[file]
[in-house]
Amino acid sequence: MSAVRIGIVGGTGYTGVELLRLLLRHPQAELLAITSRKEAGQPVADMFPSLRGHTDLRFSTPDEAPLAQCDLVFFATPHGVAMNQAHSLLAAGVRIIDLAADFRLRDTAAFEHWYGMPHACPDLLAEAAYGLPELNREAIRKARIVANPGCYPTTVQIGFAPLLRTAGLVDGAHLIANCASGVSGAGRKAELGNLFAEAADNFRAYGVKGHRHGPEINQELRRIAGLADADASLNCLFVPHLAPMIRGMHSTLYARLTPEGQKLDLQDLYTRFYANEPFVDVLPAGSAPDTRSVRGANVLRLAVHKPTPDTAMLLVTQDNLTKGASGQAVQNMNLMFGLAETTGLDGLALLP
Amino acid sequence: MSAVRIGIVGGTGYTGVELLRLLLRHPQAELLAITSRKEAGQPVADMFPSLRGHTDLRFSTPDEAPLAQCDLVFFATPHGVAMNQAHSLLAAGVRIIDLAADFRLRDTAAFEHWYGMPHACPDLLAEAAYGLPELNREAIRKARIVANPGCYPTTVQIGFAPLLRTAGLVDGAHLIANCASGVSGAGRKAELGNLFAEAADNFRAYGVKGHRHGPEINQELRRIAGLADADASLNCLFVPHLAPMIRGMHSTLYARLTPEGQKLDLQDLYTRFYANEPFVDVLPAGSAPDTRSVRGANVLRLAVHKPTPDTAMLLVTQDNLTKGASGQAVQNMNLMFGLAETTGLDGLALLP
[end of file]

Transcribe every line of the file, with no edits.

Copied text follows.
[in-house]
Amino acid sequence: MSAVRIGIVGGTGYTGVELLRLLLRHPQAELLAITSRKEAGQPVADMFPSLRGHTDLRFSTPDEAPLAQCDLVFFATPHGVAMNQAHSLLAAGVRIIDLAADFRLRDTAAFEHWYGMPHACPDLLAEAAYGLPELNREAIRKARIVANPGCYPTTVQIGFAPLLRTAGLVDGAHLIANCASGVSGAGRKAELGNLFAEAADNFRAYGVKGHRHGPEINQELRRIAGLADADASLNCLFVPHLAPMIRGMHSTLYARLTPEGQKLDLQDLYTRFYANEPFVDVLPAGSAPDTRSVRGANVLRLAVHKPTPDTAMLLVTQDNLTKGASGQAVQNMNLMFGLAETTGLDGLALLP
Amino acid sequence: MSAVRIGIVGGTGYTGVELLRLLLRHPQAELLAITSRKEAGQPVADMFPSLRGHTDLRFSTPDEAPLAQCDLVFFATPHGVAMNQAHSLLAAGVRIIDLAADFRLRDTAAFEHWYGMPHACPDLLAEAAYGLPELNREAIRKARIVANPGCYPTTVQIGFAPLLRTAGLVDGAHLIANCASGVSGAGRKAELGNLFAEAADNFRAYGVKGHRHGPEINQELRRIAGLADADASLNCLFVPHLAPMIRGMHSTLYARLTPEGQKLDLQDLYTRFYANEPFVDVLPAGSAPDTRSVRGANVLRLAVHKPTPDTAMLLVTQDNLTKGASGQAVQNMNLMFGLAETTGLDGLALLP